The Biden administration “strongly opposes” a congressional proposal to raise the pay of junior enlisted service members.

In a statement on its position on the House’s version of the National Defense Authorization Act (NDAA), the White House said it did not support the proposal equivalent to approximately $24.4 billion over five years.

“The Administration is strongly committed to taking care of our Servicemembers and their families, and appreciates the Committee’s concern for the needs of the most junior enlisted members, but strongly opposes making a significant, permanent change to the basic pay schedule before the completion of the Fourteenth Quadrennial Review of Military Compensation (QRMC),” the White House stated.

“Joe Biden must hate our military. While families of our junior enlisted struggle on food stamps, this administration opposes their pay raises and wants to force feed them pronoun training and drag queen story hour. If Biden had any PRIDE at all in our troops, he’d support the long overdue pay raise House Republicans have passed,” Rep. Matt Gaetz (R-FL) said.

Per Daily Caller:

The Biden administration has spent over $175 billion on aid to Ukraine and European security since 2022 — roughly one-seventh of the proposed pay hike for the junior troops, according to the Committee for a Responsible Federal Budget. The $175 billion amount is broken into several packages over the course of two years, including the most recent aid package of $61 billion in April.

“When accounting for inflation, the average American makes less today than when Joe Biden took office. The White House wants to block Republicans from giving our troops the raise they need to make ends meet in the Biden economy,” Republican Indiana Rep. Jim Banks, a HASC member, told the Daily Caller News Foundation. “Meanwhile, they’ve sent the Ukrainian government $11,500 per Ukrainian household. It’s shameful.”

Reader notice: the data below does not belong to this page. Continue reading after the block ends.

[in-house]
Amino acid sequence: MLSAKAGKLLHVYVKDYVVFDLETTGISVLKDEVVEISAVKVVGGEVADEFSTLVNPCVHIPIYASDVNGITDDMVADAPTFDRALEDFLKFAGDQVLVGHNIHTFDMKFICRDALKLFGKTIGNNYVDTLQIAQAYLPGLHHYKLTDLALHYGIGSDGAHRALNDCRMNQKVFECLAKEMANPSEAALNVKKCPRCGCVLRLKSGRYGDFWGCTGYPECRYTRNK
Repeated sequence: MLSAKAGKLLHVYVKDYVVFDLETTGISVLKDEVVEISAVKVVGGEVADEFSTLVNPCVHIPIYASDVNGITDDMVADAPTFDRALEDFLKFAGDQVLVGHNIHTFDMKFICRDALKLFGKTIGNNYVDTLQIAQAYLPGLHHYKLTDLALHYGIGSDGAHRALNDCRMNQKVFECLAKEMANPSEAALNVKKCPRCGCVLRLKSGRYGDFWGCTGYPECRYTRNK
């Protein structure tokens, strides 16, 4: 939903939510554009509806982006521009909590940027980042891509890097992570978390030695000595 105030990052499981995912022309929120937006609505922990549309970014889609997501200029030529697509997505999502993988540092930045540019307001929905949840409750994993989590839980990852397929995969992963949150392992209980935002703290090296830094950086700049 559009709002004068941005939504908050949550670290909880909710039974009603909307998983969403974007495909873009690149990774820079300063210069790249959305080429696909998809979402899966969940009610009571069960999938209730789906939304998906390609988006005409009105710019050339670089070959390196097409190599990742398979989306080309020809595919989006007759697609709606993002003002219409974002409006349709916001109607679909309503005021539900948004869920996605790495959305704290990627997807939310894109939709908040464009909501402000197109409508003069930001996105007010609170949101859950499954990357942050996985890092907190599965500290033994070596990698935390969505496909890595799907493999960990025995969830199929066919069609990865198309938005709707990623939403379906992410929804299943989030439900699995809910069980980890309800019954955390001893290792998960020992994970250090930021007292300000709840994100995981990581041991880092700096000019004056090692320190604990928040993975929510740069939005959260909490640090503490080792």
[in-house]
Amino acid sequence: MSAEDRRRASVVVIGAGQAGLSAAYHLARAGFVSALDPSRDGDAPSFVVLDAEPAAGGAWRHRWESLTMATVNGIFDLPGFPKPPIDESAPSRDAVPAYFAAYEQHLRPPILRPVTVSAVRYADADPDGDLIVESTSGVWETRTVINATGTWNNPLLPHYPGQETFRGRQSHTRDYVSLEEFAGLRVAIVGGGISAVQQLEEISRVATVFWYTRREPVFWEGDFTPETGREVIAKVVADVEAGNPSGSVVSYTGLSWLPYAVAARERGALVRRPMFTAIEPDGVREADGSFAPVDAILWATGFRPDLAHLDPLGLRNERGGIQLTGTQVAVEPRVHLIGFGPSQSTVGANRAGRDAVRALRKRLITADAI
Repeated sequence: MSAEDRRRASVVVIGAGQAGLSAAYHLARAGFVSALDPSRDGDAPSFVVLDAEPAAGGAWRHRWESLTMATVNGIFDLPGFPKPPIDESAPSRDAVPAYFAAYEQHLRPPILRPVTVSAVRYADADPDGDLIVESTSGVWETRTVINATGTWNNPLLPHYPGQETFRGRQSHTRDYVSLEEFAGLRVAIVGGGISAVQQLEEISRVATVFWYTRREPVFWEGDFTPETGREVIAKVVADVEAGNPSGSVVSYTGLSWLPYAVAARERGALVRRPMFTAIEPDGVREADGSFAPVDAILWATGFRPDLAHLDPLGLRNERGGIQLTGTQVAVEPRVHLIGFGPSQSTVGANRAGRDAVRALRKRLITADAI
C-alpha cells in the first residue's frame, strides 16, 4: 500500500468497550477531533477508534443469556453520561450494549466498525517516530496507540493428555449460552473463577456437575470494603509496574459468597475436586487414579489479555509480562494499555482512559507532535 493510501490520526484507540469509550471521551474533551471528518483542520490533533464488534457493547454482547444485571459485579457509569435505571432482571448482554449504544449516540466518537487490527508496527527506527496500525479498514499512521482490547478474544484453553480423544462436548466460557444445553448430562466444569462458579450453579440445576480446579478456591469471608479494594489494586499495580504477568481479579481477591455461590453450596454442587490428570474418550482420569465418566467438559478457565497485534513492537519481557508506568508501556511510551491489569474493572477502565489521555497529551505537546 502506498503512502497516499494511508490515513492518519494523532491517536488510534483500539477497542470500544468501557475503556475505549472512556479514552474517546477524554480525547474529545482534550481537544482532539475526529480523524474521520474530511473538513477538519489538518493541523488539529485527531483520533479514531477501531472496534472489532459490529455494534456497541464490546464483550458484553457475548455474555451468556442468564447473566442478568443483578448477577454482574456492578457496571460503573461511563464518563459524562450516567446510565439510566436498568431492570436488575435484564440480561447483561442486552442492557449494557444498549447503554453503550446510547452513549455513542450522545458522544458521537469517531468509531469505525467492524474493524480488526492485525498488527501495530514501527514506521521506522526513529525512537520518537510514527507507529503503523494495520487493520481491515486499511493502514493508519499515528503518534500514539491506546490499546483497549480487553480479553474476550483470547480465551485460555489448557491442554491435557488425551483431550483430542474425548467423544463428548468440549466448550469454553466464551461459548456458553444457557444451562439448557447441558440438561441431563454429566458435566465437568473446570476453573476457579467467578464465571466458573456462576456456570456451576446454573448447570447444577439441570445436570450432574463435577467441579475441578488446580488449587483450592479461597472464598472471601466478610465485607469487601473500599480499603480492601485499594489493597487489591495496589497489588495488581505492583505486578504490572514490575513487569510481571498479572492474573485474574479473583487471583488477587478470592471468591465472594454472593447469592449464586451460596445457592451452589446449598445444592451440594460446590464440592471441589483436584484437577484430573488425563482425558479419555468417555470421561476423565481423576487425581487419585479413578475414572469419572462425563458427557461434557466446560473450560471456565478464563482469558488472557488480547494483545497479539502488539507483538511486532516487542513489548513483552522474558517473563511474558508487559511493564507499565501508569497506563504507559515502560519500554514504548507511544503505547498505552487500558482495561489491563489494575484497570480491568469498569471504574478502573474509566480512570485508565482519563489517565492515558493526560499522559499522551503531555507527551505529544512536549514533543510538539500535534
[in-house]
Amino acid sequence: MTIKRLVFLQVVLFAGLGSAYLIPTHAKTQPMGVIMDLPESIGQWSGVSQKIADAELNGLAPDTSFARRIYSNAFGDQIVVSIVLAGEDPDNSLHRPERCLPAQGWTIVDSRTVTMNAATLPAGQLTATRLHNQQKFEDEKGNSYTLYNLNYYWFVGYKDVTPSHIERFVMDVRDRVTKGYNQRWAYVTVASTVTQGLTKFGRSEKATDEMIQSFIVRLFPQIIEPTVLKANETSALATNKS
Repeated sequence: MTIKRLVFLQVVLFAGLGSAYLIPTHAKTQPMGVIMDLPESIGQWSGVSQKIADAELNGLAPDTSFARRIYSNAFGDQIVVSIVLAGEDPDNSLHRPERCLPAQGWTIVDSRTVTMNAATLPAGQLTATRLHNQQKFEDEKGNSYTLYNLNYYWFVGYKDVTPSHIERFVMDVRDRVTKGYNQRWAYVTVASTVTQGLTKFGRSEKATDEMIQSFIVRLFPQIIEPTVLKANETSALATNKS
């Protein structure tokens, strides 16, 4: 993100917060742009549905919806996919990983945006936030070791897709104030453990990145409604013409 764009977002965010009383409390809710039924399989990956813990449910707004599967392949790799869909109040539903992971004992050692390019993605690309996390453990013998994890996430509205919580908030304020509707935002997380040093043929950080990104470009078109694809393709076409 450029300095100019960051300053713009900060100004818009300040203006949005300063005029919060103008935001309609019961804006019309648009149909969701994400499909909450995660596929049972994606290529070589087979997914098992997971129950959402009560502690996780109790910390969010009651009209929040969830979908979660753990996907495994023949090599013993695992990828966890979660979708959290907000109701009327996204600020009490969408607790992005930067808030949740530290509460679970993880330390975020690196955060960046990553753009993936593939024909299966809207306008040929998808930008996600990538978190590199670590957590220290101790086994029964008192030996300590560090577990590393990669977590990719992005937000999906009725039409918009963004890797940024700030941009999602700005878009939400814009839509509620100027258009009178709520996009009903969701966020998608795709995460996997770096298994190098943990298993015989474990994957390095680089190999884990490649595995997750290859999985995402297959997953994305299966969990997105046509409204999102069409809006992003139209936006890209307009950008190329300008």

Bipartisan members of the HASC promoted the pay increase for junior troops as a way to improve recruiting and retention, a problem that the military has increasingly struggled with. A year-long study conducted by the HASC and published in April found that “servicemembers, especially junior enlisted servicemembers and servicemembers supporting large families, struggle to afford housing and feed their families.”

“During these challenging economic times, our troops not only deserve a raise—they need one. That’s why the FY25 NDAA authorizes a 19.5% pay increase for junior enlisted servicemembers. We’re standing behind those who defend us,” the House Rules Committee wrote.


From The Hill:

This year’s NDAA is actually named the Servicemember Quality of Life Improvement and National Defense Authorization Act to underscore the focus on improving conditions for military service members and their families. The bill passed out of the Armed Services Committee with a bipartisan vote, especially on the quality-of-life recommendations.

Rep. Adam Smith (D-Wash.), ranking member of the committee, told the House Rules Committee on Tuesday that the “people are irreplaceable” in the military and the bill “goes after” improving their lives.

“Many of our junior enlisted are struggling to afford housing. Housing costs have gone up, their pay has not kept up,” he said. “This is a bold step to try to make sure we support them.”

The White House said that last year’s NDAA included a 5.2 percent basic pay increase, the largest since 2003, along with another 5.4 percent increase for a basic housing allowance. The 2025 NDAA budget request asks for a 4.5 percent increase as well.

“If the President’s FY 2025 request is enacted, servicemembers will have received a 15 percent basic pay increase in just three years,” the White House said in a statement outlining opposition to the provision. “The House proposed changes would lead to pay compression in some parts of the enlisted military basic pay table.”

Read the full White House statement HERE.

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